We often hear a lot in the church today about forgiveness. A great emphasis has been placed on it over the years. Often we hear the words of Jesus preached, "But if you do not forgive others their sins, your Father will not forgive your sins" (Matthew 6:15), and these words are powerful and true and very necessary, YET very little instruction is spoken to the offender. Sadly, when we only read and preach the Word in such a lopsided manner, the victim must bear all the weight of responsibility in this type of conflict. Is there so little care of the condition of the offender themselves? They, too need to be made whole.
From the perspective of the offender, pretending that the you've done nothing to harm someone or that nothing happened at all is not an apology. Going on about the business of the day as if you've done no damage at all only adds bitterness to insult, and you have become a stumbling block to your brother. It's sin upon sin and rarely does anyone ever address it. Perhaps our culture, even inside the church, has become so used to just accepting evil that no one even thinks to address this, but Jesus did! Jesus did not tiptoe around these issues because, as insignificant as they may seem to some, they are detrimental to the building of the Kingdom of God. We need to rediscover humility and some very good vocabulary for humility are words like, "I'm sorry" or "Please accept my apology. I shouldn't have done what I did." Other options could include, "I regret my behavior" and "Will you forgive me?"
Those may be hard words to swallow, but there are
harder words even yet to consider.
The words of Christ were, "Therefore if you bring your gift to the altar, and there remember that your brother has something AGAINST YOU, leave your gift there before the altar, and go your way. FIRST be reconciled to your brother, and THEN come and offer your gift." Matthew 5:23-24
Jesus said to first make peace, and then come worship Him. Think about this for a moment. Jesus doesn't even want our worship if we cannot treat our brothers and sisters with kindness and walk in humility. Why? Because this behavior is rooted in pride, and God hates pride and resists the proud. This is a serious problem because the one who does these things, and does not come under the conviction of repentance for them, will repeat them over and over. That's the ugliness of pride unchecked. This environment of hostility is not conducive for God's work.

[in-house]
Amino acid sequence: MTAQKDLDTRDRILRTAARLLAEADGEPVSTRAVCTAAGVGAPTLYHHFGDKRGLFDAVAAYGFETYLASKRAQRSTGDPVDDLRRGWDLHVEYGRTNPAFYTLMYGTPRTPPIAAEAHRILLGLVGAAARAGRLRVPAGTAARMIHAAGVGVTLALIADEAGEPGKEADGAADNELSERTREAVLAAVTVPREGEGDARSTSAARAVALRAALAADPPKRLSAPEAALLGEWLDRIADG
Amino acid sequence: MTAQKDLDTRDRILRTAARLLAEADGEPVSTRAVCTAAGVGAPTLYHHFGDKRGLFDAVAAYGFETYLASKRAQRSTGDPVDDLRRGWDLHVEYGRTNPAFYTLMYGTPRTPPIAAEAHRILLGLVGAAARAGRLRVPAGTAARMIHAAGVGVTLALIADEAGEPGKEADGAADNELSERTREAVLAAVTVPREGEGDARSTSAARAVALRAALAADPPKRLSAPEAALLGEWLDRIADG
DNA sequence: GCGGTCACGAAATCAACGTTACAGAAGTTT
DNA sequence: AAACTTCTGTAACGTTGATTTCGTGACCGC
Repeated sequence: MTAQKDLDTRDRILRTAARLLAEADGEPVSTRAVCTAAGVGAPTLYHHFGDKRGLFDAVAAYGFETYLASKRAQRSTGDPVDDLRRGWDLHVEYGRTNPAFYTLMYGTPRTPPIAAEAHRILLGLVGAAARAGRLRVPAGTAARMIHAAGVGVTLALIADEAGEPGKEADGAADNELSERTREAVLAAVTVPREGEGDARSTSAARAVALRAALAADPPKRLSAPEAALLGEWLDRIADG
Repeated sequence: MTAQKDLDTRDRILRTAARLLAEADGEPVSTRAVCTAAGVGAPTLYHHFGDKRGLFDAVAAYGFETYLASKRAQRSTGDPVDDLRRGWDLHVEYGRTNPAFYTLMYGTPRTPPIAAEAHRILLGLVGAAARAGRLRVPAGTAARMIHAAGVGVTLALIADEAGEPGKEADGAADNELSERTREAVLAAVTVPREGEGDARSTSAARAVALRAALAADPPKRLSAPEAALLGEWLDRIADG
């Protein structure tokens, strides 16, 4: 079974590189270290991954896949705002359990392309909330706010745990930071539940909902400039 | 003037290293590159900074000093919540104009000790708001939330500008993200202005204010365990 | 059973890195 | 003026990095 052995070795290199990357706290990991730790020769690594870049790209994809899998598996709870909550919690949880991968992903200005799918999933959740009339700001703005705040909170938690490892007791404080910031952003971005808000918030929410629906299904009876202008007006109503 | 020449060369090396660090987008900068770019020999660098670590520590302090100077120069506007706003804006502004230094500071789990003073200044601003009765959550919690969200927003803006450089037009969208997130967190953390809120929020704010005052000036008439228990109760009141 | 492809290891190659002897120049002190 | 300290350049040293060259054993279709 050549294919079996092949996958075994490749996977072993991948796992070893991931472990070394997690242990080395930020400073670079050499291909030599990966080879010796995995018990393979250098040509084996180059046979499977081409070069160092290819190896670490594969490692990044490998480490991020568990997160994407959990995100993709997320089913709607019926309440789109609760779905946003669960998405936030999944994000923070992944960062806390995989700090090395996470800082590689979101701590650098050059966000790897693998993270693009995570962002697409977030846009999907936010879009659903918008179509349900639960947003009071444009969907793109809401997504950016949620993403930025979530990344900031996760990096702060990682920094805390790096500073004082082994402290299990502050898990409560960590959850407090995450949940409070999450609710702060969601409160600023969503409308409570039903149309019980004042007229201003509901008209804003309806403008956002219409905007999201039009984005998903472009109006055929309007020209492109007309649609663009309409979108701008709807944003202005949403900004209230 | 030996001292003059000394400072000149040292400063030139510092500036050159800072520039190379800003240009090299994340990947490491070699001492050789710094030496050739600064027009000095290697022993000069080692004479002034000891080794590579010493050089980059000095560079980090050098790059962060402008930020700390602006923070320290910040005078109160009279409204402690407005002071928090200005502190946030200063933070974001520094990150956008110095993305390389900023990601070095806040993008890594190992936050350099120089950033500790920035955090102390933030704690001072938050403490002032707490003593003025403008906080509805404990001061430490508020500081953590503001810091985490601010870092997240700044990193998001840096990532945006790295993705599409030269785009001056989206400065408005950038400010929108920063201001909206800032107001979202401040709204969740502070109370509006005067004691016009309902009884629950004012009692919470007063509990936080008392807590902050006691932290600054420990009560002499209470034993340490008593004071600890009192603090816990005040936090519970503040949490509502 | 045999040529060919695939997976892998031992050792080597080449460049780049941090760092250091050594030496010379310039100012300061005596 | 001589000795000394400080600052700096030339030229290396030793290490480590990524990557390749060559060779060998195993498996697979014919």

You may think 'Well, they just need to forgive and get over it', but that is their worship between them and God. It has nothing to do with you. YOUR worship is to 'go to your brother and be reconciled first." And that only begins with a truly contrite heart (putting away of one's pride) and humble words like those I mention earlier.
This isn't about playing church; it's about being holy.
Apart from this, there really is no other form of worship.
If we cannot live in peace and harmony IN GOD'S HOUSE, then how do we suppose we have any platform to preach the conviction of sins to the world? We don't because, until we learn to walk humbly with our God, we have conformed to the world. You have to come out of it to preach to it.
And finally, when someone comes to you to ask to be forgiven, your response should genuinely be, "I already have" because God's children should be quick to forgive. Each person has a holy work to do, and neither one should be concerned with how far the other has come in their work. If you are the offender, you must apologize and make peace. If you are the offended, you must forgive. Any other scenario is disobedience and displeasing to God.
The good news is, with prayer and obedience, the Lord will help us, with abounding grace, to do what He requires.
May the grace of our Father be with you always.